The number of teachers in need of humanitarian aid is estimated to be almost 100,000. The Pakistan Teachers' Organisations’ Council (PTOC), the All Pakistan Government School Teachers’ Associations (APGSTA) and the Central Organisation of Teachers (COT) will use their extensive national networks to distribute aid, concentrating on the provinces of Punjab, Sindh, Khyber Pakhtoonkhoa and Azad Kashmir which were worst affected by the region’s deadliest floods in 80 years. The humanitarian aid program, for which EI has opened its solidarity fund, will be coordinated by the All Pakistan Trade Union Congress (APTUC), an affiliate of the ITUC.

The relief program will also include health care services and trauma counselling for more than 1,000 victims. EI’s General Secretary, Fred van Leeuwen and Chief Regional Coordinator, Aloysius Mathews, flew into Karachi on 27 August to help coordinate the response of educators to the crisis. Addressing teacher union leaders, van Leeuwen, said: "This program is more than a token of solidarity with our teacher colleagues in Pakistan. Teachers will play a significant role in Pakistan’s recovery from this crisis. They will be setting up schools in refugee camps and providing education in affected areas, so it is crucially important that we help teachers get back on their feet as quickly as possible."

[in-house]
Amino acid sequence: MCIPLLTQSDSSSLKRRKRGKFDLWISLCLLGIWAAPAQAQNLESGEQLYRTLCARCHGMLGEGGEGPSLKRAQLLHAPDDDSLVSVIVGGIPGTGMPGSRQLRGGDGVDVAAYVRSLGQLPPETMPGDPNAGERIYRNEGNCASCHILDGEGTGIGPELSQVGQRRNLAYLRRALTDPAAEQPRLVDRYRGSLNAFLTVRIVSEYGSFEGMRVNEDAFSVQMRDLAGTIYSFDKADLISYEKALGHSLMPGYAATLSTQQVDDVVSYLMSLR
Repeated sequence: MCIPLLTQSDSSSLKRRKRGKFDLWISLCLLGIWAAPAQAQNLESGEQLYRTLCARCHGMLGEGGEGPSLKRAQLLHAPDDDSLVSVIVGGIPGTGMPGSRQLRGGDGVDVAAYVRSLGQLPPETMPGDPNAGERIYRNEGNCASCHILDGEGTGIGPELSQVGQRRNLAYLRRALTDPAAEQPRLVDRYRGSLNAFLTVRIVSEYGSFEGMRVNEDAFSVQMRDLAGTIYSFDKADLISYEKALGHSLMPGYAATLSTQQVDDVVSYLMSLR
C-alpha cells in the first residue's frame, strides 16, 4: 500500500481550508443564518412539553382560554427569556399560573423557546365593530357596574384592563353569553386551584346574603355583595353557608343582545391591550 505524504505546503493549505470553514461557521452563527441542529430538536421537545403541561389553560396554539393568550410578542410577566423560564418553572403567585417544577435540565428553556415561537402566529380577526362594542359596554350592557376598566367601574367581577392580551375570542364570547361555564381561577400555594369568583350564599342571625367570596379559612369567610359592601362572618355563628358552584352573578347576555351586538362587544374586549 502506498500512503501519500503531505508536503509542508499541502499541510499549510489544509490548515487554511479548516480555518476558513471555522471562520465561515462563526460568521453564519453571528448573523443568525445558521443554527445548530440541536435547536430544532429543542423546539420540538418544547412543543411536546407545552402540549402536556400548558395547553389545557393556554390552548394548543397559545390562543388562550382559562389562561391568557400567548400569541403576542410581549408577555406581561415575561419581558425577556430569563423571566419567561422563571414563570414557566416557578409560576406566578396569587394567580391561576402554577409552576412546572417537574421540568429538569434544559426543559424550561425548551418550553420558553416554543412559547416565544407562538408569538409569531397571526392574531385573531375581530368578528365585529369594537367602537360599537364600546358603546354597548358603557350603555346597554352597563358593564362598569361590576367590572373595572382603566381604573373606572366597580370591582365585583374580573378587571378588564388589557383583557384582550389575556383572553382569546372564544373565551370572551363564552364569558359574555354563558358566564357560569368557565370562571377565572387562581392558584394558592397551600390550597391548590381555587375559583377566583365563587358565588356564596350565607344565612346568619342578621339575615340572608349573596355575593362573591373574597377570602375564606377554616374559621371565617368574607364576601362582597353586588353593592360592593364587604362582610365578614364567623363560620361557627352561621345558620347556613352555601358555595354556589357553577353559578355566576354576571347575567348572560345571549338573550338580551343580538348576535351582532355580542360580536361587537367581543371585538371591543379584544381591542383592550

Save the Children Valentine’s Day Card contest encourages kids to advocate fairness for all kids

Washington, DC, August 30 - Encouraging kids to take charge of their generation's future,  Save the Children and the American Federation of Teachers (AFT) today announced the second annual Valentine's Day art contest for students across America.

Open to students in pre-K through 12th grade, the contest encourages children to design Valentine's Day cards and submit them to Save the Children by October 31, 2010.  Designs selected by Save the Children and AFT judges will be posted online on November 3 where kids will vote for their favorites. The five most popular designs will be printed on Valentine's Day cards available in time for Valentine's Day and offered as part of a gift with a donation to benefit Save the Children's programs to fight childhood poverty in the United States.